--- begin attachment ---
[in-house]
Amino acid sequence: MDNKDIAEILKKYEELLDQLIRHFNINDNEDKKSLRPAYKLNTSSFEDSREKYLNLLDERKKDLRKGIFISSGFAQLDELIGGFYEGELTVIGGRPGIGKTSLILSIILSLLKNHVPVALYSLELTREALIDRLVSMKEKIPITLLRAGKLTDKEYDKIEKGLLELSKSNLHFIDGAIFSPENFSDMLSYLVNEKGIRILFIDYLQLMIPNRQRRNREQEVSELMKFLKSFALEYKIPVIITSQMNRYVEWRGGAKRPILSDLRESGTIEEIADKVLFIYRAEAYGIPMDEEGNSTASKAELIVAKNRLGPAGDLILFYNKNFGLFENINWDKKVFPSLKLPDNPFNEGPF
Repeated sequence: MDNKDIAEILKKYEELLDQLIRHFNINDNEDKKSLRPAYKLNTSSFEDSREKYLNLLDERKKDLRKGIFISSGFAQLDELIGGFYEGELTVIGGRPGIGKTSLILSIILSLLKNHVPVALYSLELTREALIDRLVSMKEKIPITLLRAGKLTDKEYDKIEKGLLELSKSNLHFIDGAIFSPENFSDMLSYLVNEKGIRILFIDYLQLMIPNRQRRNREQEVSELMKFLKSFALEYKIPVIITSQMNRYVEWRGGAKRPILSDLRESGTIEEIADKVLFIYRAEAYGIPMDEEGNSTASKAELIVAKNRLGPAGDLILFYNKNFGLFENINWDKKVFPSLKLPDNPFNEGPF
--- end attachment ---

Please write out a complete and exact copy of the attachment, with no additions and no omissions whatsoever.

[in-house]
Amino acid sequence: MDNKDIAEILKKYEELLDQLIRHFNINDNEDKKSLRPAYKLNTSSFEDSREKYLNLLDERKKDLRKGIFISSGFAQLDELIGGFYEGELTVIGGRPGIGKTSLILSIILSLLKNHVPVALYSLELTREALIDRLVSMKEKIPITLLRAGKLTDKEYDKIEKGLLELSKSNLHFIDGAIFSPENFSDMLSYLVNEKGIRILFIDYLQLMIPNRQRRNREQEVSELMKFLKSFALEYKIPVIITSQMNRYVEWRGGAKRPILSDLRESGTIEEIADKVLFIYRAEAYGIPMDEEGNSTASKAELIVAKNRLGPAGDLILFYNKNFGLFENINWDKKVFPSLKLPDNPFNEGPF
Repeated sequence: MDNKDIAEILKKYEELLDQLIRHFNINDNEDKKSLRPAYKLNTSSFEDSREKYLNLLDERKKDLRKGIFISSGFAQLDELIGGFYEGELTVIGGRPGIGKTSLILSIILSLLKNHVPVALYSLELTREALIDRLVSMKEKIPITLLRAGKLTDKEYDKIEKGLLELSKSNLHFIDGAIFSPENFSDMLSYLVNEKGIRILFIDYLQLMIPNRQRRNREQEVSELMKFLKSFALEYKIPVIITSQMNRYVEWRGGAKRPILSDLRESGTIEEIADKVLFIYRAEAYGIPMDEEGNSTASKAELIVAKNRLGPAGDLILFYNKNFGLFENINWDKKVFPSLKLPDNPFNEGPF